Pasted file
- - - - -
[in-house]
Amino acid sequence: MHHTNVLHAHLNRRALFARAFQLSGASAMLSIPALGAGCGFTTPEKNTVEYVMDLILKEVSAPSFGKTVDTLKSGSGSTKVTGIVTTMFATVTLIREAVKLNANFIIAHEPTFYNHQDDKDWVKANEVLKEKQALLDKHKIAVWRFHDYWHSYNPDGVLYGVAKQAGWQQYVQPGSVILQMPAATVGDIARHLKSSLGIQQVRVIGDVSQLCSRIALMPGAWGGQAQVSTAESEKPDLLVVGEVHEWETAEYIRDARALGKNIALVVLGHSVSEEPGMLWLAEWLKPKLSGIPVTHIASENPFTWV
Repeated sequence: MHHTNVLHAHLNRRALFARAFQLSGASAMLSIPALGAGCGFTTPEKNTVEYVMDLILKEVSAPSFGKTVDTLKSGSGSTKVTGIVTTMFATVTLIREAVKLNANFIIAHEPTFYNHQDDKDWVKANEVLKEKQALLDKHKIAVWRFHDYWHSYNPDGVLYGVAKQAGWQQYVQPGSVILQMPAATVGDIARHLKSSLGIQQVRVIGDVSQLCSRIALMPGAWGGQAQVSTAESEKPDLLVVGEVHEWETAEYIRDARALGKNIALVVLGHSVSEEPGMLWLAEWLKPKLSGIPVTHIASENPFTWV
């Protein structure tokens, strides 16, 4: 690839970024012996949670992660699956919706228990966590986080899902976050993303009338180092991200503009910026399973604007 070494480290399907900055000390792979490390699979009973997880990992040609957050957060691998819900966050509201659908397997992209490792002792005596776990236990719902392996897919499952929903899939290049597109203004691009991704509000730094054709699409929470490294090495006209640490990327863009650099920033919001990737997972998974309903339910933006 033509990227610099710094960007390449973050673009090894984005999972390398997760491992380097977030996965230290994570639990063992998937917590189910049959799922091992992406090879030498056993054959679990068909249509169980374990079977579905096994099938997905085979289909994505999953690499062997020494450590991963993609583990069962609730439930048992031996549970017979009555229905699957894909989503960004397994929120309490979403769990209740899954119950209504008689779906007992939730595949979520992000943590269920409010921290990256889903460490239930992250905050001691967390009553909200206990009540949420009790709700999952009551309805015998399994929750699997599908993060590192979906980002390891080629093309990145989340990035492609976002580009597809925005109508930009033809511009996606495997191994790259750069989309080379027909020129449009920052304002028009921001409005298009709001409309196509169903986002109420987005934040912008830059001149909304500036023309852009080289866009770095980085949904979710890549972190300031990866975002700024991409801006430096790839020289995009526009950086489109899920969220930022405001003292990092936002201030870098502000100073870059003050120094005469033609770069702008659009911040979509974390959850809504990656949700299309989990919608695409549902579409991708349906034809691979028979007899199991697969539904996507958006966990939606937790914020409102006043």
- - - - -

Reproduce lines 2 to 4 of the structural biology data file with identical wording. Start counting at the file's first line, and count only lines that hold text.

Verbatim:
Amino acid sequence: MHHTNVLHAHLNRRALFARAFQLSGASAMLSIPALGAGCGFTTPEKNTVEYVMDLILKEVSAPSFGKTVDTLKSGSGSTKVTGIVTTMFATVTLIREAVKLNANFIIAHEPTFYNHQDDKDWVKANEVLKEKQALLDKHKIAVWRFHDYWHSYNPDGVLYGVAKQAGWQQYVQPGSVILQMPAATVGDIARHLKSSLGIQQVRVIGDVSQLCSRIALMPGAWGGQAQVSTAESEKPDLLVVGEVHEWETAEYIRDARALGKNIALVVLGHSVSEEPGMLWLAEWLKPKLSGIPVTHIASENPFTWV
Repeated sequence: MHHTNVLHAHLNRRALFARAFQLSGASAMLSIPALGAGCGFTTPEKNTVEYVMDLILKEVSAPSFGKTVDTLKSGSGSTKVTGIVTTMFATVTLIREAVKLNANFIIAHEPTFYNHQDDKDWVKANEVLKEKQALLDKHKIAVWRFHDYWHSYNPDGVLYGVAKQAGWQQYVQPGSVILQMPAATVGDIARHLKSSLGIQQVRVIGDVSQLCSRIALMPGAWGGQAQVSTAESEKPDLLVVGEVHEWETAEYIRDARALGKNIALVVLGHSVSEEPGMLWLAEWLKPKLSGIPVTHIASENPFTWV
């Protein structure tokens, strides 16, 4: 690839970024012996949670992660699956919706228990966590986080899902976050993303009338180092991200503009910026399973604007 070494480290399907900055000390792979490390699979009973997880990992040609957050957060691998819900966050509201659908397997992209490792002792005596776990236990719902392996897919499952929903899939290049597109203004691009991704509000730094054709699409929470490294090495006209640490990327863009650099920033919001990737997972998974309903339910933006 033509990227610099710094960007390449973050673009090894984005999972390398997760491992380097977030996965230290994570639990063992998937917590189910049959799922091992992406090879030498056993054959679990068909249509169980374990079977579905096994099938997905085979289909994505999953690499062997020494450590991963993609583990069962609730439930048992031996549970017979009555229905699957894909989503960004397994929120309490979403769990209740899954119950209504008689779906007992939730595949979520992000943590269920409010921290990256889903460490239930992250905050001691967390009553909200206990009540949420009790709700999952009551309805015998399994929750699997599908993060590192979906980002390891080629093309990145989340990035492609976002580009597809925005109508930009033809511009996606495997191994790259750069989309080379027909020129449009920052304002028009921001409005298009709001409309196509169903986002109420987005934040912008830059001149909304500036023309852009080289866009770095980085949904979710890549972190300031990866975002700024991409801006430096790839020289995009526009950086489109899920969220930022405001003292990092936002201030870098502000100073870059003050120094005469033609770069702008659009911040979509974390959850809504990656949700299309989990919608695409549902579409991708349906034809691979028979007899199991697969539904996507958006966990939606937790914020409102006043």